Black communities in America know they are unfairly and disproportionately made victims of the state, and are the least trusting of the police out of any other ethnic group in the country: with only 38 percent of black people expressing any sort of confidence to the police (McKay). The number displays a large disparity when compared to other groups, as 55 percent of Hispanics express a level of confidence in the police, as do 68 percent of whites (Jeffery). This lack of trust for law enforcement and judicial institutions is understandable, since black bodies are disproportionately the victim of police brutality, and lethal force. A second reason why black people posses these high levels of mistrust, is that, according to to recent data, 98.9% of excessive force violations filed against police are ultimately ruled as justified, and dismissed by the courts (McKay).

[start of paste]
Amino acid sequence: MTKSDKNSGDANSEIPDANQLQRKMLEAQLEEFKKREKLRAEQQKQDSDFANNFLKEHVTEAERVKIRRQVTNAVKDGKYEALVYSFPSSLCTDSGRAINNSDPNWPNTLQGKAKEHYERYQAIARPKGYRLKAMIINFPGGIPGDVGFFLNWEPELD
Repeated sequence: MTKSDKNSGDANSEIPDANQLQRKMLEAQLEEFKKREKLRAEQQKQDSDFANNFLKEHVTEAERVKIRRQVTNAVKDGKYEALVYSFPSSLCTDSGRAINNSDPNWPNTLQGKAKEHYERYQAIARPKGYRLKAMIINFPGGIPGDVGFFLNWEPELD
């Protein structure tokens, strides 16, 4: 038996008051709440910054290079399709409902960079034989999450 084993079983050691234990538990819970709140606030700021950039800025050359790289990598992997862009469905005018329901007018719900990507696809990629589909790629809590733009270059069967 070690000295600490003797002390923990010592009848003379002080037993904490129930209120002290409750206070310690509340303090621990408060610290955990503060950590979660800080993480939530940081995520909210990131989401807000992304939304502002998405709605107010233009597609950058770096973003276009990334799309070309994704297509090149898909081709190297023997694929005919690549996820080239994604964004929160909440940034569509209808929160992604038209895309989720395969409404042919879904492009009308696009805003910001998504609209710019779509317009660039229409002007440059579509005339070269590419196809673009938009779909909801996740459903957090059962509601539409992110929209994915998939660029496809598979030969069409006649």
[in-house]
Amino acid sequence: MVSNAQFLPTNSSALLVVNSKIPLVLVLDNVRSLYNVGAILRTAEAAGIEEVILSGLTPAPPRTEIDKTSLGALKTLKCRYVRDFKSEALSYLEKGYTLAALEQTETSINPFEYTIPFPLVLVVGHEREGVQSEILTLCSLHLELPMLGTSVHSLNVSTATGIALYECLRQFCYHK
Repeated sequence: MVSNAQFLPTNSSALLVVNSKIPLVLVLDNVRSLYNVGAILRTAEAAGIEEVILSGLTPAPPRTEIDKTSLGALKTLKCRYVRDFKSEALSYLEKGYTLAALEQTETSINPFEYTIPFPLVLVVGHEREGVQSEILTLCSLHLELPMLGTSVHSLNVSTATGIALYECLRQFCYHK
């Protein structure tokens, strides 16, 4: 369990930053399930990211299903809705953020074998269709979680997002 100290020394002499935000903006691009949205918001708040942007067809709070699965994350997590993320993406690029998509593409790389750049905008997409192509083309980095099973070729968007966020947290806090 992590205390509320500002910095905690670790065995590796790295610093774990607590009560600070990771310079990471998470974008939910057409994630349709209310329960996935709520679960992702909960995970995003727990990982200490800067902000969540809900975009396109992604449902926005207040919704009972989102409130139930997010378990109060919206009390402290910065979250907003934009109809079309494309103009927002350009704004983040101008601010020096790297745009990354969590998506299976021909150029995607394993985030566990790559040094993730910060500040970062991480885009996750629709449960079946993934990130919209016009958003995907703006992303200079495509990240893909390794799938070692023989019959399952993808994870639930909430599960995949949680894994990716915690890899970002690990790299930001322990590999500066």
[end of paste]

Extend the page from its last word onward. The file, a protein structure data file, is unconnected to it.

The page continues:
Although it is impossible to change the course of Martese Johnson‘s horrific night in March, there is something that must be done. Racist ideals stemming from the era of colonialism must be proven to be extinguished. The violent ABC agents must be held fully accountable for their actions, which hopefully would send a worldwide message that black bodies in America are equal to all others, and will no longer be targets of state violence. Because, after all, #Blacklivesmatter.

Works Cited

BlackLivesMatter. “Every 28 hours a black man, woman, or child is murdered by police or vigilante law enforcement.” Black Lives Matter. Web. 26 Mar. 2015.http://blacklivesmatter.com/about/.

Cathcart, Corinne. “Bar Co-owner Says Martese Johnson Was ‘Cordial’ the Night of His Arrest.” ABC News. Web. 26 Mar. 2015. <http://abcnews.go.com/US/bar-owner-martese-johnson-cordial-night-arrest/story?id=29818409&gt;.

Hannan, Mark. “Police Killings Data.” USA Today. Web. 26 Mar. 2015. <http://www.usatoday.com/story/news/nation/2014/08/14/police-killings-data/14060357/&gt;.